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Fewer workers test positive for drugs (cont'd)

Quest also found changing positivity rates often mirrored larger developments in drug use in the U.S. For instance, a decline in the number of workers testing positive for methamphetamine observed in 2005 roughly coincided with federal and state efforts to crackdown on so-called "meth labs." These initiatives also put over-the-counter medicines - such as ephedrine and pseudoephedrine - behind the pharmacy counter.

The Wall Street Journal noted independent studies suggest that 65% to 80% of positive tests for amphetamine and opiate use ultimately are disregarded because the user has a valid prescription. But officials add the growing problem of painkiller addiction means employers need to be more alert to the possibility these drugs are being abused.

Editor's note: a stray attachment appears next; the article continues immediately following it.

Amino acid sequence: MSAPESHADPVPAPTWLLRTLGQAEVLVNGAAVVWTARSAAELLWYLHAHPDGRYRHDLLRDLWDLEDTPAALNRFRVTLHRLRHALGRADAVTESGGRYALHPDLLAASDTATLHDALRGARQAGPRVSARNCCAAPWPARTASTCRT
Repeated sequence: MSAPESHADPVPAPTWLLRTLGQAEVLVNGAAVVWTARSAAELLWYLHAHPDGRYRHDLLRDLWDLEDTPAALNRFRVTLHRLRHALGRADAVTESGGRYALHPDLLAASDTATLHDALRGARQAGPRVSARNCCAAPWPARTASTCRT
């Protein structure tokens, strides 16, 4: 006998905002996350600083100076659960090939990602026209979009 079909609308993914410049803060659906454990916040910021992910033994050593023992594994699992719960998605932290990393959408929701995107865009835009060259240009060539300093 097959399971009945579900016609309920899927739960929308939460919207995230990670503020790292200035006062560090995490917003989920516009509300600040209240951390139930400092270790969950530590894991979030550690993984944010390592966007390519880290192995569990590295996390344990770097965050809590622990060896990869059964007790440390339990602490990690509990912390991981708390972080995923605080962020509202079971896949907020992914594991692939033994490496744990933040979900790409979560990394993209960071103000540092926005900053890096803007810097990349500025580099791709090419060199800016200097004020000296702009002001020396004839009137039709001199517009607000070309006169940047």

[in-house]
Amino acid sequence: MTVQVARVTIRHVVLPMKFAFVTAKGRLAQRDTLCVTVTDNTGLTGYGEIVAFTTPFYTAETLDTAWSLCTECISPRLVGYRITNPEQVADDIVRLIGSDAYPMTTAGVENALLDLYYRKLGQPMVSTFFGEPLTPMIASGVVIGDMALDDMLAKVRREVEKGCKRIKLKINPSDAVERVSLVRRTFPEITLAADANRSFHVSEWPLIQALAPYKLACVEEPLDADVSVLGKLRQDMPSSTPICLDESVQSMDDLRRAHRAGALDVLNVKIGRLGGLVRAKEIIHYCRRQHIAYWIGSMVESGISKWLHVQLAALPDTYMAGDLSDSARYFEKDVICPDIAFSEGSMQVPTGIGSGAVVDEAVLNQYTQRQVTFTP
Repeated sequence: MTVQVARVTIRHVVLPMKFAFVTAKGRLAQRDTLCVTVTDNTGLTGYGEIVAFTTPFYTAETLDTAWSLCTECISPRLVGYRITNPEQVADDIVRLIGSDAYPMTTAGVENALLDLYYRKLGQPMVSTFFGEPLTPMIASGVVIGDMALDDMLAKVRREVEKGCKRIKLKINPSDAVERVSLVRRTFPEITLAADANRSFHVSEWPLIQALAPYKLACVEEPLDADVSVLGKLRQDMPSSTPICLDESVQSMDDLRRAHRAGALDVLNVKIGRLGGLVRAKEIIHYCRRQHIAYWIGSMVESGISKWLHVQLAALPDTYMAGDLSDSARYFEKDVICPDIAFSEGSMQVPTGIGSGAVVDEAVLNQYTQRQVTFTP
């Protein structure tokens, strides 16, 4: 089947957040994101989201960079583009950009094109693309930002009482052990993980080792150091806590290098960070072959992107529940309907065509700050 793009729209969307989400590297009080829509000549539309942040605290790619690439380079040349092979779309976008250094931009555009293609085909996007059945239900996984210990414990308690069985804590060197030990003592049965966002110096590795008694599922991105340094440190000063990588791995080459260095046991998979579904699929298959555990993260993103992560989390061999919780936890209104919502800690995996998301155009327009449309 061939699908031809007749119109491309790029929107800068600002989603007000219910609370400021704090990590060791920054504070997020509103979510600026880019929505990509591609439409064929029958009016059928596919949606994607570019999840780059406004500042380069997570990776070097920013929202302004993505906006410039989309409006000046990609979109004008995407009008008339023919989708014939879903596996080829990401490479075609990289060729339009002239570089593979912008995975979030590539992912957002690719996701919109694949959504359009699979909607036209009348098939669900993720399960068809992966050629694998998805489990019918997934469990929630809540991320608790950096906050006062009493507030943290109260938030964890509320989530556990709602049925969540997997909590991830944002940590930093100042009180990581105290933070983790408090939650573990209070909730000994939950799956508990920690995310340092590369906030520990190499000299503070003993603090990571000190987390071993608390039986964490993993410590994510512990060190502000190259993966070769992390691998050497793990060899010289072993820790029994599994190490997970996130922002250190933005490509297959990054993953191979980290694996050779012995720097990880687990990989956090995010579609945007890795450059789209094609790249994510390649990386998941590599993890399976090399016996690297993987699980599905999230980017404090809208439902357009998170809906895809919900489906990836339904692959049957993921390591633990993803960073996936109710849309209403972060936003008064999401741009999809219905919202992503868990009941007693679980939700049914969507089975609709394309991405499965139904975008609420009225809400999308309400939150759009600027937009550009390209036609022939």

Another wrinkle is the rapid momentum to decriminalize and even legalize marijuana use. Colorado and Washington State are expected to reap a bonanza from sales of marijuana, and another 20 states or so are said to be eyeing full legalization, according to the Washington Post.

As that drug becomes legal, employers may revise their policies and reconsider the purpose of their drug-testing programs. "Ultimately, as an employer, the issue is whether people are impaired in the workplace, not whether someone smoked a joint over the weekend," Ethan Nadelmann, founder of the Drug Policy Alliance, which advocates for looser drug laws, commented to the Wall Street Journal.